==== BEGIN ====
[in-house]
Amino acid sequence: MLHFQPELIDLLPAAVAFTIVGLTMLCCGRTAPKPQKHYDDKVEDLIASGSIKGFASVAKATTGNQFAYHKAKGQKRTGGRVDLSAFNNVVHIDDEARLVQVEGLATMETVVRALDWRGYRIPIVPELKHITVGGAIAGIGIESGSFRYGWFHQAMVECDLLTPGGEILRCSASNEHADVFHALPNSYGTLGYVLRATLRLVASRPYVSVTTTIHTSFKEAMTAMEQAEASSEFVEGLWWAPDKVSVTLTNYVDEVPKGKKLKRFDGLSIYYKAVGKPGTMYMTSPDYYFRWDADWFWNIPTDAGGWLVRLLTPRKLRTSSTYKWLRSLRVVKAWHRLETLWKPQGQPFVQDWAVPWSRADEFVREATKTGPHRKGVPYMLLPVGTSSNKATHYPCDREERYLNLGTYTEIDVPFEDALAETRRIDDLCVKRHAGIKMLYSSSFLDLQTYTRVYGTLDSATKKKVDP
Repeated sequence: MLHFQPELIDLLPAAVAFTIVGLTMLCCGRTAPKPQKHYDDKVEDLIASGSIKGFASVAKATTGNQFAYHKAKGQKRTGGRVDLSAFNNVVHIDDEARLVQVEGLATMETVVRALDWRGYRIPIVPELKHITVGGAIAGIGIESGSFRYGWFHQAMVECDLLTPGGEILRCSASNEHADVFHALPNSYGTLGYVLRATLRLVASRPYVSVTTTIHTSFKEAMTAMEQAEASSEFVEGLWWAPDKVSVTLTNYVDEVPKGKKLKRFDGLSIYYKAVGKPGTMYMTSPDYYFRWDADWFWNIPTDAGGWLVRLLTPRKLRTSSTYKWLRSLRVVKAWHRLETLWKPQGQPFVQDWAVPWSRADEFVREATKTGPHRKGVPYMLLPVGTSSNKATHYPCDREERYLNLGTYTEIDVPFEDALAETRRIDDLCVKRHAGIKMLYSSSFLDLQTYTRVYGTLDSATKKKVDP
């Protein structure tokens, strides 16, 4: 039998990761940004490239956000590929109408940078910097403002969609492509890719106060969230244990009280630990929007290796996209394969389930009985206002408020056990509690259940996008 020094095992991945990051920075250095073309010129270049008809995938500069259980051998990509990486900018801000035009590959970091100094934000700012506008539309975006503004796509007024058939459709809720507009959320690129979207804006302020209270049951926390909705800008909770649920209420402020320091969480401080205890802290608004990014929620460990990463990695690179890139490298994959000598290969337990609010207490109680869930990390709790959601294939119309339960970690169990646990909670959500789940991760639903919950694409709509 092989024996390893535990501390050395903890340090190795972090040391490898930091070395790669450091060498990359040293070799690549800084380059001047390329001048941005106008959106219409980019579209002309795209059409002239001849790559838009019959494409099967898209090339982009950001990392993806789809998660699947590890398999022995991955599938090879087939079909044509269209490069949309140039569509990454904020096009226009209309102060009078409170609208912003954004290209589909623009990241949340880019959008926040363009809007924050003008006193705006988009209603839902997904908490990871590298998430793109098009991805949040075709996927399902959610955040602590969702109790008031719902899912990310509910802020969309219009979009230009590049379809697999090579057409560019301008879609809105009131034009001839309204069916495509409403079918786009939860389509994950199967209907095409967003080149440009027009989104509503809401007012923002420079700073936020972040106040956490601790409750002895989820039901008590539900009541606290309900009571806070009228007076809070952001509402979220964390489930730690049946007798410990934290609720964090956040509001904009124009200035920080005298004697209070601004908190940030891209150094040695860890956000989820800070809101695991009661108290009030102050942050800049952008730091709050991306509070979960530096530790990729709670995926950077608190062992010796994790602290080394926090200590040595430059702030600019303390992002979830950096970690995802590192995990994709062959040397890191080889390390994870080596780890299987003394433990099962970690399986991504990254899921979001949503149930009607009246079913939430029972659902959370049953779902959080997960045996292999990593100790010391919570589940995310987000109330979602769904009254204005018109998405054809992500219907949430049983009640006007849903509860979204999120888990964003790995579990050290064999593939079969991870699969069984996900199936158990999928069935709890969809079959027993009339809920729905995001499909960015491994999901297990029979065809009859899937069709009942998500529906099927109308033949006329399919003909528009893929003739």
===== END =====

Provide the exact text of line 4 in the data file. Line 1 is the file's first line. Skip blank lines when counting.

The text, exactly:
């Protein structure tokens, strides 16, 4: 039998990761940004490239956000590929109408940078910097403002969609492509890719106060969230244990009280630990929007290796996209394969389930009985206002408020056990509690259940996008 020094095992991945990051920075250095073309010129270049008809995938500069259980051998990509990486900018801000035009590959970091100094934000700012506008539309975006503004796509007024058939459709809720507009959320690129979207804006302020209270049951926390909705800008909770649920209420402020320091969480401080205890802290608004990014929620460990990463990695690179890139490298994959000598290969337990609010207490109680869930990390709790959601294939119309339960970690169990646990909670959500789940991760639903919950694409709509 092989024996390893535990501390050395903890340090190795972090040391490898930091070395790669450091060498990359040293070799690549800084380059001047390329001048941005106008959106219409980019579209002309795209059409002239001849790559838009019959494409099967898209090339982009950001990392993806789809998660699947590890398999022995991955599938090879087939079909044509269209490069949309140039569509990454904020096009226009209309102060009078409170609208912003954004290209589909623009990241949340880019959008926040363009809007924050003008006193705006988009209603839902997904908490990871590298998430793109098009991805949040075709996927399902959610955040602590969702109790008031719902899912990310509910802020969309219009979009230009590049379809697999090579057409560019301008879609809105009131034009001839309204069916495509409403079918786009939860389509994950199967209907095409967003080149440009027009989104509503809401007012923002420079700073936020972040106040956490601790409750002895989820039901008590539900009541606290309900009571806070009228007076809070952001509402979220964390489930730690049946007798410990934290609720964090956040509001904009124009200035920080005298004697209070601004908190940030891209150094040695860890956000989820800070809101695991009661108290009030102050942050800049952008730091709050991306509070979960530096530790990729709670995926950077608190062992010796994790602290080394926090200590040595430059702030600019303390992002979830950096970690995802590192995990994709062959040397890191080889390390994870080596780890299987003394433990099962970690399986991504990254899921979001949503149930009607009246079913939430029972659902959370049953779902959080997960045996292999990593100790010391919570589940995310987000109330979602769904009254204005018109998405054809992500219907949430049983009640006007849903509860979204999120888990964003790995579990050290064999593939079969991870699969069984996900199936158990999928069935709890969809079959027993009339809920729905995001499909960015491994999901297990029979065809009859899937069709009942998500529906099927109308033949006329399919003909528009893929003739």